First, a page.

Friday 24 November 2017

Aidan O'Hara: Joey Barton: The perfect modern sportsman

The next time there are kids in the park playing football with jumpers for goalposts, watch what happens when a shot goes in the air above one of the garments.

The child who took the shot will claim it's a goal and the goalkeeper will insist that it hit the imaginary post and, therefore, it's not a goal. One will know that they are more likely lying than telling the truth but, if they stick to their guns, there may be a verbal argument, a physical one or whoever owns the ball may take it up and go home.

When they arrive at the house they might be quizzed by a parent as to what went on and the child who did the lying knows that the truth could see them grounded.

The truly clever ones will blame it on Joey Barton and escape without censure.

There are few things that people like better than an easy target and, although he provides plenty of bullets for the firing squad, Barton is already the Premier League's persona non grata after just two days of the season.

His fall after being slapped by Gervinho on Saturday was dramatic, as was his reaction to Alex Song standing rather than stamping on his calf, but in both instances he was the one on the receiving end.

Alan Pardew's defence that he was "incensed by an opponent attempting to con the referee" might hold a little more weight if Barton's reaction wasn't then to attempt to con the referee.

Morally, what Barton did probably wasn't right but if people want morals on a Saturday they should go to evening mass.

Every player who has played the game has cheated -- blatant or otherwise. When a ball goes out of play, both teams regularly appeal and, although one is obviously lying, nobody criticises them for trying to hoodwink the referee.

It's called gamesmanship or, to put it another way, acceptable cheating.

Under this category, it allows for the deliberate obstruction of opposition players from corners, which often brings praise as being a good training ground move -- meaning that the team have collectively practised cheating and getting away with it.

Pulling jerseys to stop this tactic, however, is a no-no.

Barton conning the referee into believing that he'd been punched -- he was so convincing that team-mate Steven Taylor thought he'd been elbowed --

isn't something to be encouraged, but the notion that he sums up everything that is wrong with football, sport or the world's economy is laughable.

In many ways, he's the perfect modern sportsman -- making the most of his talent, being overpaid for it, and having an opinion.

He's certainly overpaid for "only" kicking a ball around but, by comparison to the usual suspects of nurses, teachers etc, so is just about every elite athlete.

(Leonardo DiCaprio earned €54m last year for "only" learning his lines but he didn't have to deal with any moral outrage coming his way.)


Barton is a good player in an ordinary team but even to get to the level of playing nearly 200 Premier League games requires talent and dedication that is alien to many of the keyboard warriors who rain vitriol down on Barton on a daily basis.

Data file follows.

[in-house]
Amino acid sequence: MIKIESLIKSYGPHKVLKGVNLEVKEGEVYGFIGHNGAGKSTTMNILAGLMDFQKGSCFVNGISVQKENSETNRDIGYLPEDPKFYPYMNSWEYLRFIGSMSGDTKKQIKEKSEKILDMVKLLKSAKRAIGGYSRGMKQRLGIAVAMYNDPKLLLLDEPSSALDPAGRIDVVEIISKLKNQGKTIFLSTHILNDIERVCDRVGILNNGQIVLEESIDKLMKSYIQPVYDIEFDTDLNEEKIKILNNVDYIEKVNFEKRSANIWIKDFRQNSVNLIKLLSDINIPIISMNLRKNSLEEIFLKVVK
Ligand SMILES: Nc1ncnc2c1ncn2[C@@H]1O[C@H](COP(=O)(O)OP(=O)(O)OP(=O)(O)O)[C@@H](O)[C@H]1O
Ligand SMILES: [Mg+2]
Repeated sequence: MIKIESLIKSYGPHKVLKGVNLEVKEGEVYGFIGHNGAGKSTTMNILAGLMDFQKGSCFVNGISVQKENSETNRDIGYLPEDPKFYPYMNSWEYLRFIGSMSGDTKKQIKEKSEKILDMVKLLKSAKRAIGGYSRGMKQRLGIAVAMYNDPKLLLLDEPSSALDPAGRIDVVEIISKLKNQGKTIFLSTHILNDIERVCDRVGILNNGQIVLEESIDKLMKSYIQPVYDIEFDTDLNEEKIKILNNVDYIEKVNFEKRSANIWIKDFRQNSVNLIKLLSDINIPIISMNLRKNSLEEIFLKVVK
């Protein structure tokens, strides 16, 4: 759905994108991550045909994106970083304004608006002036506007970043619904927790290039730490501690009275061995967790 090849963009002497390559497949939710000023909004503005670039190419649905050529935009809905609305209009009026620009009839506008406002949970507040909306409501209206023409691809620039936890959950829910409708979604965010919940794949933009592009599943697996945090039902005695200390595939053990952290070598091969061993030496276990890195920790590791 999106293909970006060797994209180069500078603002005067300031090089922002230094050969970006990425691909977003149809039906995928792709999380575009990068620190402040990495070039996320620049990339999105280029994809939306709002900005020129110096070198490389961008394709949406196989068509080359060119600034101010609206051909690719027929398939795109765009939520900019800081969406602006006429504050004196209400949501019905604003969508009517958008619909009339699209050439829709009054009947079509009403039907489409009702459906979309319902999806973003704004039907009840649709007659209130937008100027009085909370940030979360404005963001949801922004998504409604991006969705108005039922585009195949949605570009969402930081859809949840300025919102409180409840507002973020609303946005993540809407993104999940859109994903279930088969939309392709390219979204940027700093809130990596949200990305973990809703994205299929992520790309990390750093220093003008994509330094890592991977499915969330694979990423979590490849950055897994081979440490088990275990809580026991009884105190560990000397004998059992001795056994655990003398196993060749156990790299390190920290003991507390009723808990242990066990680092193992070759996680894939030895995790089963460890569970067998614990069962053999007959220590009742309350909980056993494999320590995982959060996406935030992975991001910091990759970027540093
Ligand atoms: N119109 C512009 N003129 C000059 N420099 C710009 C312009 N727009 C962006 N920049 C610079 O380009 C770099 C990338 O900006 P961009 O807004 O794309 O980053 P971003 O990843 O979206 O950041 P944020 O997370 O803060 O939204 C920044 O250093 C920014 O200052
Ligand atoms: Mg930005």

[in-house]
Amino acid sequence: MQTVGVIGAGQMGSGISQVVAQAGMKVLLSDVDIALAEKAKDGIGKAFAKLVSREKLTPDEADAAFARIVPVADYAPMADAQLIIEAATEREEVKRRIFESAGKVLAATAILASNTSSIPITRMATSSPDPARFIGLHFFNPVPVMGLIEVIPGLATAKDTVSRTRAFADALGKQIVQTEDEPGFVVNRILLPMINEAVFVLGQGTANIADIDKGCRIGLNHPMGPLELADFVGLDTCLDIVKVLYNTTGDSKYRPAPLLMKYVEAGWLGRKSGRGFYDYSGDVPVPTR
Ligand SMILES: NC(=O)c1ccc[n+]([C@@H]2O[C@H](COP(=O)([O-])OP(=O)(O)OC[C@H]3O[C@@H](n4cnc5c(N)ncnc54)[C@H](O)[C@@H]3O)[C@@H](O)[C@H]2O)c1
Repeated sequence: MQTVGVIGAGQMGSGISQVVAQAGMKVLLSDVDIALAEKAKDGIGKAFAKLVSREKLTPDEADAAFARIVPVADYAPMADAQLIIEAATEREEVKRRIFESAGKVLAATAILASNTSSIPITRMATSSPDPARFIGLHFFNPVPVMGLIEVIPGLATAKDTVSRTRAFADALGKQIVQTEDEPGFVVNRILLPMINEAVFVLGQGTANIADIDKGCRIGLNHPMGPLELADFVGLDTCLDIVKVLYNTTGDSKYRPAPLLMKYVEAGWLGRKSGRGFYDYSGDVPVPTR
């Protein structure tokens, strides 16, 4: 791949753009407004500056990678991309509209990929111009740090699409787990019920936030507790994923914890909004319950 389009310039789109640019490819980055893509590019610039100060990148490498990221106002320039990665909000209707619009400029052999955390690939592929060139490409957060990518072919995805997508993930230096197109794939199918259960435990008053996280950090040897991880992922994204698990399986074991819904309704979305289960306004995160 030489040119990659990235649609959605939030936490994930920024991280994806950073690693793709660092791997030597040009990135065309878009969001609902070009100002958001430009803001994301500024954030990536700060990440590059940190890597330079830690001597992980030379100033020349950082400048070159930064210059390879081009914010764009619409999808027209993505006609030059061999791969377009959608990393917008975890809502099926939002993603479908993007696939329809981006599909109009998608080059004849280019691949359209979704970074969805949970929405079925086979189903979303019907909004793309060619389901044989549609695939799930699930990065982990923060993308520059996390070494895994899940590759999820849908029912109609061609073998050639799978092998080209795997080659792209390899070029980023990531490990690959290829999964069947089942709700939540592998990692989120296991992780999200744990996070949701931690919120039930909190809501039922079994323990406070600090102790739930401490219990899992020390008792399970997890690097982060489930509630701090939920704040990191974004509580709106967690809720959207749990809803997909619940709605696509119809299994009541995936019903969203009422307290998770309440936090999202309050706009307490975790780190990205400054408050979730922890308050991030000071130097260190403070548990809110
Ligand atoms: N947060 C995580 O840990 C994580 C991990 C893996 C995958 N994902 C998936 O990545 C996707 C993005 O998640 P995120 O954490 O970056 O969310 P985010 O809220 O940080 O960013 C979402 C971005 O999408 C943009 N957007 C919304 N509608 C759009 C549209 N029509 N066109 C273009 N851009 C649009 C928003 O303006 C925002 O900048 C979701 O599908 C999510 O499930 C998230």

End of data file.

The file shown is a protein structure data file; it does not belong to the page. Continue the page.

Had a swear box been applied to Barton's Twitter feed on Saturday, there would have been enough money collected to bail out a few European countries.

People wanted to kill him, called him a p****, a c*** and a p**** on every second message (the second p**** is different to the first. Try to work it out).

Unlike many monosyllabic players, Barton had the conviction to respond to many of his critics online and, while some of the justification for his answers was debatable, he was at least prepared to stand over his actions rather than hide behind a 'talk to my agent' mantra.

Barton's off-pitch misdemeanours are plentiful but they don't cloud that, on Saturday, he did what every professional in every sport would have done: make it easier for his team to win.

In rugby, Richie McCaw is legendary for bending the rules to breaking point or, as it's euphemistically put, "playing on the edge" and, whisper it, the odd Irish player might even do the same.

Defenders in Gaelic football will tug at the shirt to prevent a forward's movement when the ball is 60 yards away, attackers will pull a player on top of them in what's seen as "drawing" a foul.

Few players will be admonished if a dishonestly won free leads to the winning score. In hurling, players sneakily grab each others hurls and, once they're not caught, it's not cheating.

In both sports, diving is unacceptable but punching somebody can be portrayed as manliness.

In cricket, bowlers appeal for lbw when, if they're honest, they know the batsman is not out; in revenge, a batsman can stand there when they've certainly edged the ball and it's only when the umpires decide they're out that they'll leave the field.

Barton is a long way from being unique in shifting responsibility to the referee to make the decision, but judging by the hugs and smiles that came at the end of the game, Arsenal players didn't seem too bothered by his actions.

They, like any other player, know that if they haven't already, one day they will do exactly the same thing.

Irish Independent

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